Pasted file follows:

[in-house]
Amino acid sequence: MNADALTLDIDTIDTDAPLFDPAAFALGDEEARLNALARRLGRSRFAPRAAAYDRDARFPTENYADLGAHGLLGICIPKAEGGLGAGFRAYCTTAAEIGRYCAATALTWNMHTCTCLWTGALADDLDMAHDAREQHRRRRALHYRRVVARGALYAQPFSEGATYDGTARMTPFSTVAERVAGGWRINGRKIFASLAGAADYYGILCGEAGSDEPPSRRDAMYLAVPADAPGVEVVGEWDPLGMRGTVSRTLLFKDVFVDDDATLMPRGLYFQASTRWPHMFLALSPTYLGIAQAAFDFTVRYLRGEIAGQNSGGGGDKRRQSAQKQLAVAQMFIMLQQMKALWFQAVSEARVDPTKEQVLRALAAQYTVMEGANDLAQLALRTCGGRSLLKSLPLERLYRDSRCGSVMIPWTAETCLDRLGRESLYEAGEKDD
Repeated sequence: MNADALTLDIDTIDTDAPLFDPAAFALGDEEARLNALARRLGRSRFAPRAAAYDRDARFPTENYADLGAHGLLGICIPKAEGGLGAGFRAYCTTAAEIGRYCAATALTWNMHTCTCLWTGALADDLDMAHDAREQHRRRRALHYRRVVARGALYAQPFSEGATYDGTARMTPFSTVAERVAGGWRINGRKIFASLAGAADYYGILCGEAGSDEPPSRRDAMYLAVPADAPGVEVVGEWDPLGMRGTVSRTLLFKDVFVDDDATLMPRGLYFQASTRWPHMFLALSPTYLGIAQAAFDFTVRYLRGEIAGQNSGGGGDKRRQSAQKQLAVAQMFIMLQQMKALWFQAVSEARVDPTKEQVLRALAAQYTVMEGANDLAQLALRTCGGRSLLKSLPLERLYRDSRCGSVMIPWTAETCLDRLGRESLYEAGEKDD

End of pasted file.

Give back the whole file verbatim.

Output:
[in-house]
Amino acid sequence: MNADALTLDIDTIDTDAPLFDPAAFALGDEEARLNALARRLGRSRFAPRAAAYDRDARFPTENYADLGAHGLLGICIPKAEGGLGAGFRAYCTTAAEIGRYCAATALTWNMHTCTCLWTGALADDLDMAHDAREQHRRRRALHYRRVVARGALYAQPFSEGATYDGTARMTPFSTVAERVAGGWRINGRKIFASLAGAADYYGILCGEAGSDEPPSRRDAMYLAVPADAPGVEVVGEWDPLGMRGTVSRTLLFKDVFVDDDATLMPRGLYFQASTRWPHMFLALSPTYLGIAQAAFDFTVRYLRGEIAGQNSGGGGDKRRQSAQKQLAVAQMFIMLQQMKALWFQAVSEARVDPTKEQVLRALAAQYTVMEGANDLAQLALRTCGGRSLLKSLPLERLYRDSRCGSVMIPWTAETCLDRLGRESLYEAGEKDD
Repeated sequence: MNADALTLDIDTIDTDAPLFDPAAFALGDEEARLNALARRLGRSRFAPRAAAYDRDARFPTENYADLGAHGLLGICIPKAEGGLGAGFRAYCTTAAEIGRYCAATALTWNMHTCTCLWTGALADDLDMAHDAREQHRRRRALHYRRVVARGALYAQPFSEGATYDGTARMTPFSTVAERVAGGWRINGRKIFASLAGAADYYGILCGEAGSDEPPSRRDAMYLAVPADAPGVEVVGEWDPLGMRGTVSRTLLFKDVFVDDDATLMPRGLYFQASTRWPHMFLALSPTYLGIAQAAFDFTVRYLRGEIAGQNSGGGGDKRRQSAQKQLAVAQMFIMLQQMKALWFQAVSEARVDPTKEQVLRALAAQYTVMEGANDLAQLALRTCGGRSLLKSLPLERLYRDSRCGSVMIPWTAETCLDRLGRESLYEAGEKDD